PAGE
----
Martin Saldaña was born December 11, 1874, at the Rancho Nuevo which is forty miles north of San Luis Potosi, Mexico. His grandfather started Rancho Nuevo and as his sons married, he had each of them build a house on the ranch so they would stay. Martin was one of nine children. He was the smallest in the family and was not expected to live. All his siblings were six feet tall. His father was a cattle dealer and rancher.
As life on a ranch dictates, Martin was working at a young age. At eight he was taking care of the pigs and by ten he had his own horse named Pistol which he rode with his brothers to help herd cattle.
At fifteen he managed a large flower garden at the ranch which was one of his favorite pastimes. He was was resourceful at finding jobs. He sold wood to raise money so he could go to San Antonio to get a job picking cotton. Once he saved 350.00 he went to Tampico, Mexico where he got a job as a stoker on a ship shoveling coal. He had to stand in water all day which he said was bad on his legs. With the money he earned he and a few other men pooled their funds and bought two mules so they could peddle dishes to woman in the mountains above the mining town of Pacuoco. It was there he saw the bodies of four men that had been killed by mountain lions. To be sure, he and his friends always made large fires at night to keep away the mountain lions.
He decided to try his hand at cooking. His first job was on a fishing boat in Mexico. He then moved to the United States, and got a cooking job in Alabama. He moved to Kentucky and found a job at an Italian restaurant there. In Tennessee he got a job in a Greek restaurant. He said, in Tennessee the waitresses were blonde and wore lovely silk white dresses. The image was memorable and later was used in his paintings.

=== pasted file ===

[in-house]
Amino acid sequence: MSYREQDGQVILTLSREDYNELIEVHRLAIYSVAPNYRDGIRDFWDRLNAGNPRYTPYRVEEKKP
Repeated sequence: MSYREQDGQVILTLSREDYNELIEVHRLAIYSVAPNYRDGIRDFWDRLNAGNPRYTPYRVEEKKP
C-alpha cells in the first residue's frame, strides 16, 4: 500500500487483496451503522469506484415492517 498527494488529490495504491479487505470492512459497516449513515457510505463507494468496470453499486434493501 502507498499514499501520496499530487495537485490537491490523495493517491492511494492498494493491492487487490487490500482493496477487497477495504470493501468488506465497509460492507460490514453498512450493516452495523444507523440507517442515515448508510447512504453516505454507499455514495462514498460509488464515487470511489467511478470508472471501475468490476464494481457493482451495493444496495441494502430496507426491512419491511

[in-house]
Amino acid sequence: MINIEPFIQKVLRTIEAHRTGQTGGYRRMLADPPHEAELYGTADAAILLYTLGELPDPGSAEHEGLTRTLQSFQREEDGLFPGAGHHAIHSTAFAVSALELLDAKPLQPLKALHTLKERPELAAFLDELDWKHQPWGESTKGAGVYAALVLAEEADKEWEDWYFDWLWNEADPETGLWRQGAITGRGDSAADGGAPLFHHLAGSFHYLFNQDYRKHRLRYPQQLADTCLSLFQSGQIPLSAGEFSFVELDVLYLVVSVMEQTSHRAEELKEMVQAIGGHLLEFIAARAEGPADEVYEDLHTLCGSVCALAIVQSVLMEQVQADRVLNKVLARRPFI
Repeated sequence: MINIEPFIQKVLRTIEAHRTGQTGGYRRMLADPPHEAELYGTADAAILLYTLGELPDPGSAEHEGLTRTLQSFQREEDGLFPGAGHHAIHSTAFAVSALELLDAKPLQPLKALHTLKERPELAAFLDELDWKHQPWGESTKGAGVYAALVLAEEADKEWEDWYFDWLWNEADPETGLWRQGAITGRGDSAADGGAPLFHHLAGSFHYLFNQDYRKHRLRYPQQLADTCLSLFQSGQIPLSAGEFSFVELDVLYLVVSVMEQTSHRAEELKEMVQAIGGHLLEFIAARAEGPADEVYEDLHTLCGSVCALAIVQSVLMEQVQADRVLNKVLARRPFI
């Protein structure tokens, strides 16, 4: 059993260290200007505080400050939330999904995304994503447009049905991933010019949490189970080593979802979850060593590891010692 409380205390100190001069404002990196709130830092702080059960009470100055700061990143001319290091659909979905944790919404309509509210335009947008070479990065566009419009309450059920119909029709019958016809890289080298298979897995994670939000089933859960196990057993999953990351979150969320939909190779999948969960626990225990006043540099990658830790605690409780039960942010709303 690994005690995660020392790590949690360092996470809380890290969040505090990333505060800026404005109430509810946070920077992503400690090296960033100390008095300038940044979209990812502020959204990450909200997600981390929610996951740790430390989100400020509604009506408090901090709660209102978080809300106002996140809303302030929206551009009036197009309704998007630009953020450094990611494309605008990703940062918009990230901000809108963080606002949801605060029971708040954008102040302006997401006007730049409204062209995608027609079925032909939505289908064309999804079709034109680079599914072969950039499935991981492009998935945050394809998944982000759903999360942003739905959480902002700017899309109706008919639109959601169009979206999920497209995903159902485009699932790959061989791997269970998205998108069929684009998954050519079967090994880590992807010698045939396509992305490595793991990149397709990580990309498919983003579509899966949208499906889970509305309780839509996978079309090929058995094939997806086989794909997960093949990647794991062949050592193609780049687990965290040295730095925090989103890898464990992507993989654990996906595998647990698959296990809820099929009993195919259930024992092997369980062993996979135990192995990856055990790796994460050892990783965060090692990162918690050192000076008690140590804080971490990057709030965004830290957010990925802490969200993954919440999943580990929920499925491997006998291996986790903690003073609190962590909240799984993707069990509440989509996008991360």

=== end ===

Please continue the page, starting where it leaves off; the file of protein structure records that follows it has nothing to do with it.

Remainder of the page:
In 1912 Martin finally gets to Denver and works at Sister of Mercy Hospital again as a cook. That lasts a few years and in 1915 at the age of 41 he starts his long career cooking at the Denver landmark, the Brown Palace. In 1950 he is able to afford a one room gets a room nearby.
It was then, at 76 he is accidentally invited to join a children's watercolor class at the Denver Art Museum. He is allowed to participate, and ends up being adored by the children and the teacher. He then joins the Emily Griffith School of Opportunity so to take more art classes. It was here that Martin meets and works under the tutalege of Lester Bridaham. Bridaham loved Saldana’s whimsical art and he buys every painting that Martin ever painted. He became his patron, teacher, and his greatest promoter of his work. Bridham worked to get Saldana’s works in galleries and museums around the world. In 1953 Life Magazine wrote an article titled “An Old Cook’s New Art” about Saldaña and his art practice.
Saldaña only painted for fifteen years, working entirely by memory and imagination. On occasion he would work from a postcard he found but almost all of his work is of his memories from childhood in San Luis Potosi, Mexico, portraying ranch life, landscapes, his great love of animals and especially his wonderful flower garden. Saldaña painted every day, completing a new piece about every three days and although he painted for a relatively short amount of time, he amassed an impressive body of work.
Saldaña’s vibrant palette and geometric figures are reminiscent of the tapestries and embroidered garments of his Mexican heritage and the paintings, primarily in oil, are endearing.
Saldaña died September 5, 1995 at the age of 91.
Works Held: Denver Art Museum, University of Wyoming Art Museum, The Colorado Springs Fine Art Center, International Folk Art Museum, Santa Fe, NM, Neuss in Aberthaw Museum (London), Stedelijk Museum (Amsterdam)